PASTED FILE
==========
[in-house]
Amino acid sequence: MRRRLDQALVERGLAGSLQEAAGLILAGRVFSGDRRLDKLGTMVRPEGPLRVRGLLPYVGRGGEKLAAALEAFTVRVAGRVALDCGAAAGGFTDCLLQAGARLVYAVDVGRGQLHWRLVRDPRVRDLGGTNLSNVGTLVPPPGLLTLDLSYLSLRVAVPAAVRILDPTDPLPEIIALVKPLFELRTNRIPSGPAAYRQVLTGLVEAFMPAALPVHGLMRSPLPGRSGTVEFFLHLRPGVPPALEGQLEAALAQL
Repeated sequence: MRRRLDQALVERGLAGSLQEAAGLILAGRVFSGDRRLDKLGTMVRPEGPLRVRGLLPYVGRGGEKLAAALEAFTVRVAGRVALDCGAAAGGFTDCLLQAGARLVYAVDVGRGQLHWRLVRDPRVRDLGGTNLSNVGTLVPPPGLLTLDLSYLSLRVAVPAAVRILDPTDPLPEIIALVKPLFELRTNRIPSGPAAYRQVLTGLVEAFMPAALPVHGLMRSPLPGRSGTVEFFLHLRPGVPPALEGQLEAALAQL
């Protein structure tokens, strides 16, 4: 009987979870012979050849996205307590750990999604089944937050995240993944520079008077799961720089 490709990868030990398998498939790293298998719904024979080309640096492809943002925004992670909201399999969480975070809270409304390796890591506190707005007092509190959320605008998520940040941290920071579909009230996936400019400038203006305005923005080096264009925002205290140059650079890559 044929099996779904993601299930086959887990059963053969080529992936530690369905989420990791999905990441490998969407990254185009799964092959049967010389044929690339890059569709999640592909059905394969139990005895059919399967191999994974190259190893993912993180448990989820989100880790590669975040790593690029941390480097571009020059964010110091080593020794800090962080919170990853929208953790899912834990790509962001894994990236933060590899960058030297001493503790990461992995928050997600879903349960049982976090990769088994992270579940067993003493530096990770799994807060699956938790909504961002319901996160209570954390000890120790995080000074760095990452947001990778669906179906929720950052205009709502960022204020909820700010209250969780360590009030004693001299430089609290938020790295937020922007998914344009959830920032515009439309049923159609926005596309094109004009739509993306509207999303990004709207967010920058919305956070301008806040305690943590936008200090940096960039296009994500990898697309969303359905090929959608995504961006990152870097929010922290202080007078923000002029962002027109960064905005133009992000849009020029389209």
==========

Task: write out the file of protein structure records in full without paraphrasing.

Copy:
[in-house]
Amino acid sequence: MRRRLDQALVERGLAGSLQEAAGLILAGRVFSGDRRLDKLGTMVRPEGPLRVRGLLPYVGRGGEKLAAALEAFTVRVAGRVALDCGAAAGGFTDCLLQAGARLVYAVDVGRGQLHWRLVRDPRVRDLGGTNLSNVGTLVPPPGLLTLDLSYLSLRVAVPAAVRILDPTDPLPEIIALVKPLFELRTNRIPSGPAAYRQVLTGLVEAFMPAALPVHGLMRSPLPGRSGTVEFFLHLRPGVPPALEGQLEAALAQL
Repeated sequence: MRRRLDQALVERGLAGSLQEAAGLILAGRVFSGDRRLDKLGTMVRPEGPLRVRGLLPYVGRGGEKLAAALEAFTVRVAGRVALDCGAAAGGFTDCLLQAGARLVYAVDVGRGQLHWRLVRDPRVRDLGGTNLSNVGTLVPPPGLLTLDLSYLSLRVAVPAAVRILDPTDPLPEIIALVKPLFELRTNRIPSGPAAYRQVLTGLVEAFMPAALPVHGLMRSPLPGRSGTVEFFLHLRPGVPPALEGQLEAALAQL
């Protein structure tokens, strides 16, 4: 009987979870012979050849996205307590750990999604089944937050995240993944520079008077799961720089 490709990868030990398998498939790293298998719904024979080309640096492809943002925004992670909201399999969480975070809270409304390796890591506190707005007092509190959320605008998520940040941290920071579909009230996936400019400038203006305005923005080096264009925002205290140059650079890559 044929099996779904993601299930086959887990059963053969080529992936530690369905989420990791999905990441490998969407990254185009799964092959049967010389044929690339890059569709999640592909059905394969139990005895059919399967191999994974190259190893993912993180448990989820989100880790590669975040790593690029941390480097571009020059964010110091080593020794800090962080919170990853929208953790899912834990790509962001894994990236933060590899960058030297001493503790990461992995928050997600879903349960049982976090990769088994992270579940067993003493530096990770799994807060699956938790909504961002319901996160209570954390000890120790995080000074760095990452947001990778669906179906929720950052205009709502960022204020909820700010209250969780360590009030004693001299430089609290938020790295937020922007998914344009959830920032515009439309049923159609926005596309094109004009739509993306509207999303990004709207967010920058919305956070301008806040305690943590936008200090940096960039296009994500990898697309969303359905090929959608995504961006990152870097929010922290202080007078923000002029962002027109960064905005133009992000849009020029389209």